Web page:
“There is injustice going on in the world, and unless you do something to mitigate those problems, you’ll always end up treating symptoms but not the disease,” Aziz says.

Top photo: Muslims hold a protest against ISIS outside the White House in Washington, D.C., on Dec. 6, 2015.

The post A Better Way to Keep Kids From Joining ISIS: Talk to Them appeared first on The Intercept.

Bitcoin Hard Forks May Become Safer With User Voting

Bitcoin Magazine -

Up to this point, the main way to judge support for a change to Bitcoin’s consensus rules has been miner voting. Miners are able to broadcast support for changes to the Bitcoin protocol via coinbase transactions, and these messages of support are tabulated in an effort to judge the level of support among those who are theoretically incentivized to support the network.

On a recent episode of The Crypto Show, Bitcoin Core contributor Peter Todd discussed the idea of allowing users to vote (or signal support) for hard forks, which is a concept that was heavily discussed at the Satoshi Roundtable in late February. During the interview, Todd summarized why having users vote for changes to Bitcoin’s consensus rules would be an improvement over miner voting:

“Something like coin voting ‒ that could give you much better feedback on what people actually want. Right now, we don’t really have a good way of getting feedback.”

This improved feedback would make hard forks safer because it would give a clearer indication of the level of support for the fork before it is activated. A hard fork without near universal support from users has the potential to create two competing Bitcoin blockchains. Although miner voting is currently available, those votes don’t indicate whether the economic majority will also go along with changes agreed upon by the mining community.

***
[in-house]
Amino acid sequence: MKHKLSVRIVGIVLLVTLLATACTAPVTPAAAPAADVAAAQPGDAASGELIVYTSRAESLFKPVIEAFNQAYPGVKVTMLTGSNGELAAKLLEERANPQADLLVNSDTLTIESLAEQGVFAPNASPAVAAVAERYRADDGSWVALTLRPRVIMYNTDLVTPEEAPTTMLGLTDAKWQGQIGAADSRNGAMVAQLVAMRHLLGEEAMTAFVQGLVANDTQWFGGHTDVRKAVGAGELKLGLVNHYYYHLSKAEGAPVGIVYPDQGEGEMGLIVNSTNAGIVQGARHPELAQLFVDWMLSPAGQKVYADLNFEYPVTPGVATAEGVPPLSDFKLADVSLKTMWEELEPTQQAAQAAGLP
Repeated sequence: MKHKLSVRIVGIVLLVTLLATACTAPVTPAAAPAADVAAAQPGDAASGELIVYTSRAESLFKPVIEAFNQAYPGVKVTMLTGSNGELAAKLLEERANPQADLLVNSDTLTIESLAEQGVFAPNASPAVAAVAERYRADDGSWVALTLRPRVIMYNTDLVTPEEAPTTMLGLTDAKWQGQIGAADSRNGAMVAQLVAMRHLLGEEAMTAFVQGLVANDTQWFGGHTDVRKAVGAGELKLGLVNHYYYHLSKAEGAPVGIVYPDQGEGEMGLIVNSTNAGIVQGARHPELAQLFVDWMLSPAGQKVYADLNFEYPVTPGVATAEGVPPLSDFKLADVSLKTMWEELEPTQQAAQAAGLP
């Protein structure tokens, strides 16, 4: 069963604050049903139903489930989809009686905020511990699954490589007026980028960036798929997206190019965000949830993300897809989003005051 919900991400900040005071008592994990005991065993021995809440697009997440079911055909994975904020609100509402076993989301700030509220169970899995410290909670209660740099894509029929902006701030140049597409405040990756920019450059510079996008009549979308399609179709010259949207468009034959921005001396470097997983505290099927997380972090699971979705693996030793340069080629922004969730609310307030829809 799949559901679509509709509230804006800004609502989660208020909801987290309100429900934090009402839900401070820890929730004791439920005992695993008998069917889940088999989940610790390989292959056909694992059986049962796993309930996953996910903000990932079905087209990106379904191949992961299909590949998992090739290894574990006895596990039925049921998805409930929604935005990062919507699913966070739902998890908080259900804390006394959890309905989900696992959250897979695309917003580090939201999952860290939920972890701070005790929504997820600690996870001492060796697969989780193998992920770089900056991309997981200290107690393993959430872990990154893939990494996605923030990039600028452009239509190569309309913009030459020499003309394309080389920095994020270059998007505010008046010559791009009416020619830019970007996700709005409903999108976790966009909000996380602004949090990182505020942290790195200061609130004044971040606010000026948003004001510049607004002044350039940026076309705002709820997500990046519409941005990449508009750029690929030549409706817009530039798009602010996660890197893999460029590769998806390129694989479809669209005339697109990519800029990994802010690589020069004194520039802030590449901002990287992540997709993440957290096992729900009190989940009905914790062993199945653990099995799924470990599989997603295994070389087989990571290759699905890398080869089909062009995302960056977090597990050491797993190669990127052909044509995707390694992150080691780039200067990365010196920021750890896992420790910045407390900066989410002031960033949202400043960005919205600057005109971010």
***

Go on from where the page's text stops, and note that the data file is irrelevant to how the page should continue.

How Can Bitcoin Users Vote for Hard Forks?

Todd noted that this is especially useful during hard forks. Todd explained the basics of how this voting would work:

“As part of the hard fork to increase the block size, part of the conditions for actually triggering this hard fork (in the code to actually say this software is now active) would be that you go vote with your bitcoins.”

Todd also noted that Bitcoin transactions are really nothing more than cryptographically signed messages broadcast on the network. These messages essentially tell the rest of the network to transfer ownership of a certain amount of bitcoins from one address to another. Todd explained that other vote-related messages could also be sent out to the network:

“What we talk about when we say voting is to say, as part of that message, you could either say on top of that, ‘This transaction that gives those bitcoins to someone else ‒ I also happen to support this change.’ Treat that as a vote for the change, or you could go and vote entirely separately, which isn’t even in a transaction.”

How Would This Work in Practice?